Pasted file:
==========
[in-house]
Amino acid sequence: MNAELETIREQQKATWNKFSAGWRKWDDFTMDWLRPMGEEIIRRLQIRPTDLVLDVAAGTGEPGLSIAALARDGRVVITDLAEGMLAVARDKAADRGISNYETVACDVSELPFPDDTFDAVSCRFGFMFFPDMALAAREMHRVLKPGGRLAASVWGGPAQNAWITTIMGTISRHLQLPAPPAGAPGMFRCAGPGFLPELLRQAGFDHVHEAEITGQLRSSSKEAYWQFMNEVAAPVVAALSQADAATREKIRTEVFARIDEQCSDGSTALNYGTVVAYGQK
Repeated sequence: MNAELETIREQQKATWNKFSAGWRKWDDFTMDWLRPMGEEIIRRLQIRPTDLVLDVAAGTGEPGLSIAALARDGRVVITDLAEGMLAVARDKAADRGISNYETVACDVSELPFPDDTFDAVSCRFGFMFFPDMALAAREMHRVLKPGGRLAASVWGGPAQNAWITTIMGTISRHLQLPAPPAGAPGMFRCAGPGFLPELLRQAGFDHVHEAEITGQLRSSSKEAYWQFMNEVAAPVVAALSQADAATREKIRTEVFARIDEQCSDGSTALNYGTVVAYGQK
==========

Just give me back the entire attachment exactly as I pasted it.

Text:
[in-house]
Amino acid sequence: MNAELETIREQQKATWNKFSAGWRKWDDFTMDWLRPMGEEIIRRLQIRPTDLVLDVAAGTGEPGLSIAALARDGRVVITDLAEGMLAVARDKAADRGISNYETVACDVSELPFPDDTFDAVSCRFGFMFFPDMALAAREMHRVLKPGGRLAASVWGGPAQNAWITTIMGTISRHLQLPAPPAGAPGMFRCAGPGFLPELLRQAGFDHVHEAEITGQLRSSSKEAYWQFMNEVAAPVVAALSQADAATREKIRTEVFARIDEQCSDGSTALNYGTVVAYGQK
Repeated sequence: MNAELETIREQQKATWNKFSAGWRKWDDFTMDWLRPMGEEIIRRLQIRPTDLVLDVAAGTGEPGLSIAALARDGRVVITDLAEGMLAVARDKAADRGISNYETVACDVSELPFPDDTFDAVSCRFGFMFFPDMALAAREMHRVLKPGGRLAASVWGGPAQNAWITTIMGTISRHLQLPAPPAGAPGMFRCAGPGFLPELLRQAGFDHVHEAEITGQLRSSSKEAYWQFMNEVAAPVVAALSQADAATREKIRTEVFARIDEQCSDGSTALNYGTVVAYGQK